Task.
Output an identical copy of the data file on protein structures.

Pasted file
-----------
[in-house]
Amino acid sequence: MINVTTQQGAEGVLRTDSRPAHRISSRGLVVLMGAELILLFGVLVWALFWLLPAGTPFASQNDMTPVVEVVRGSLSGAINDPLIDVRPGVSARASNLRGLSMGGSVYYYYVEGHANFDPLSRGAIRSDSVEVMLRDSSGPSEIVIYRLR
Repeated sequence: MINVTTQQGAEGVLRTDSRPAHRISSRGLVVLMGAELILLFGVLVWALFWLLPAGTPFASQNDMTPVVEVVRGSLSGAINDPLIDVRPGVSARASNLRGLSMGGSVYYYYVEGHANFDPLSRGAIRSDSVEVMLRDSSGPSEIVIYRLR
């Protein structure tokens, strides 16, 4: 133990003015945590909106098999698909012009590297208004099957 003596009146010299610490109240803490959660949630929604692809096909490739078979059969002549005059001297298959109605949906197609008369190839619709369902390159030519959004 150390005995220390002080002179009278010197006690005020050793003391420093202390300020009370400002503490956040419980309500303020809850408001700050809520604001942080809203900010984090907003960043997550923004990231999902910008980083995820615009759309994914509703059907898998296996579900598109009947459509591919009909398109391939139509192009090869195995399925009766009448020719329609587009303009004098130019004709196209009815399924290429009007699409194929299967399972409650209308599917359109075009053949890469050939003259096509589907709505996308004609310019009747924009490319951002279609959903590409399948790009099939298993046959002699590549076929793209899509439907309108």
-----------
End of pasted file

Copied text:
[in-house]
Amino acid sequence: MINVTTQQGAEGVLRTDSRPAHRISSRGLVVLMGAELILLFGVLVWALFWLLPAGTPFASQNDMTPVVEVVRGSLSGAINDPLIDVRPGVSARASNLRGLSMGGSVYYYYVEGHANFDPLSRGAIRSDSVEVMLRDSSGPSEIVIYRLR
Repeated sequence: MINVTTQQGAEGVLRTDSRPAHRISSRGLVVLMGAELILLFGVLVWALFWLLPAGTPFASQNDMTPVVEVVRGSLSGAINDPLIDVRPGVSARASNLRGLSMGGSVYYYYVEGHANFDPLSRGAIRSDSVEVMLRDSSGPSEIVIYRLR
């Protein structure tokens, strides 16, 4: 133990003015945590909106098999698909012009590297208004099957 003596009146010299610490109240803490959660949630929604692809096909490739078979059969002549005059001297298959109605949906197609008369190839619709369902390159030519959004 150390005995220390002080002179009278010197006690005020050793003391420093202390300020009370400002503490956040419980309500303020809850408001700050809520604001942080809203900010984090907003960043997550923004990231999902910008980083995820615009759309994914509703059907898998296996579900598109009947459509591919009909398109391939139509192009090869195995399925009766009448020719329609587009303009004098130019004709196209009815399924290429009007699409194929299967399972409650209308599917359109075009053949890469050939003259096509589907709505996308004609310019009747924009490319951002279609959903590409399948790009099939298993046959002699590549076929793209899509439907309108």